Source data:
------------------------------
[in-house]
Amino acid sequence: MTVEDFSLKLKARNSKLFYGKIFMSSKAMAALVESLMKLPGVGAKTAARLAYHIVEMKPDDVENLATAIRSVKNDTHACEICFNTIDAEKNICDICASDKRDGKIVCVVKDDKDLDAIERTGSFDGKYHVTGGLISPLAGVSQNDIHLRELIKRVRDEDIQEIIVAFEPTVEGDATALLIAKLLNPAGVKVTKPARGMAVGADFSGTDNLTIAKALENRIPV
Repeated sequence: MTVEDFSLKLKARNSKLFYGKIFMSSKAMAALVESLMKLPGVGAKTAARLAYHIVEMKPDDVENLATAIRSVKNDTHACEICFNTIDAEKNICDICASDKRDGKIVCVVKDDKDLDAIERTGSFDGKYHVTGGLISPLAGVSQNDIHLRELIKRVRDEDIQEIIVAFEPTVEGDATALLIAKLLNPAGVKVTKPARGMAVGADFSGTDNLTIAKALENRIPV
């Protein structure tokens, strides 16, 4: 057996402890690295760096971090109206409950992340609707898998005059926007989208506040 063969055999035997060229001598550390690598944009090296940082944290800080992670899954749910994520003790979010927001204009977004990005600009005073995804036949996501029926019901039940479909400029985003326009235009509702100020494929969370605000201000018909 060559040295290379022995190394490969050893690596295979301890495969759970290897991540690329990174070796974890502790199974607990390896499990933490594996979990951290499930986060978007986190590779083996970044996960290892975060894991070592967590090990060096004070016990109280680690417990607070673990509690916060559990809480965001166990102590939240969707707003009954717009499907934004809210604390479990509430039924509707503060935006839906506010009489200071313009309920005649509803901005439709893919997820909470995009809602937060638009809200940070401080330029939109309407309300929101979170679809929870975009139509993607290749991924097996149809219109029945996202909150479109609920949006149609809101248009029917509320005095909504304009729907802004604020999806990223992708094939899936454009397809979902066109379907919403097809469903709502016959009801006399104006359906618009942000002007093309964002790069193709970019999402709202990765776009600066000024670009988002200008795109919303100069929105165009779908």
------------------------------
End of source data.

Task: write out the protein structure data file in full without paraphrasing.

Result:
[in-house]
Amino acid sequence: MTVEDFSLKLKARNSKLFYGKIFMSSKAMAALVESLMKLPGVGAKTAARLAYHIVEMKPDDVENLATAIRSVKNDTHACEICFNTIDAEKNICDICASDKRDGKIVCVVKDDKDLDAIERTGSFDGKYHVTGGLISPLAGVSQNDIHLRELIKRVRDEDIQEIIVAFEPTVEGDATALLIAKLLNPAGVKVTKPARGMAVGADFSGTDNLTIAKALENRIPV
Repeated sequence: MTVEDFSLKLKARNSKLFYGKIFMSSKAMAALVESLMKLPGVGAKTAARLAYHIVEMKPDDVENLATAIRSVKNDTHACEICFNTIDAEKNICDICASDKRDGKIVCVVKDDKDLDAIERTGSFDGKYHVTGGLISPLAGVSQNDIHLRELIKRVRDEDIQEIIVAFEPTVEGDATALLIAKLLNPAGVKVTKPARGMAVGADFSGTDNLTIAKALENRIPV
């Protein structure tokens, strides 16, 4: 057996402890690295760096971090109206409950992340609707898998005059926007989208506040 063969055999035997060229001598550390690598944009090296940082944290800080992670899954749910994520003790979010927001204009977004990005600009005073995804036949996501029926019901039940479909400029985003326009235009509702100020494929969370605000201000018909 060559040295290379022995190394490969050893690596295979301890495969759970290897991540690329990174070796974890502790199974607990390896499990933490594996979990951290499930986060978007986190590779083996970044996960290892975060894991070592967590090990060096004070016990109280680690417990607070673990509690916060559990809480965001166990102590939240969707707003009954717009499907934004809210604390479990509430039924509707503060935006839906506010009489200071313009309920005649509803901005439709893919997820909470995009809602937060638009809200940070401080330029939109309407309300929101979170679809929870975009139509993607290749991924097996149809219109029945996202909150479109609920949006149609809101248009029917509320005095909504304009729907802004604020999806990223992708094939899936454009397809979902066109379907919403097809469903709502016959009801006399104006359906618009942000002007093309964002790069193709970019999402709202990765776009600066000024670009988002200008795109919303100069929105165009779908």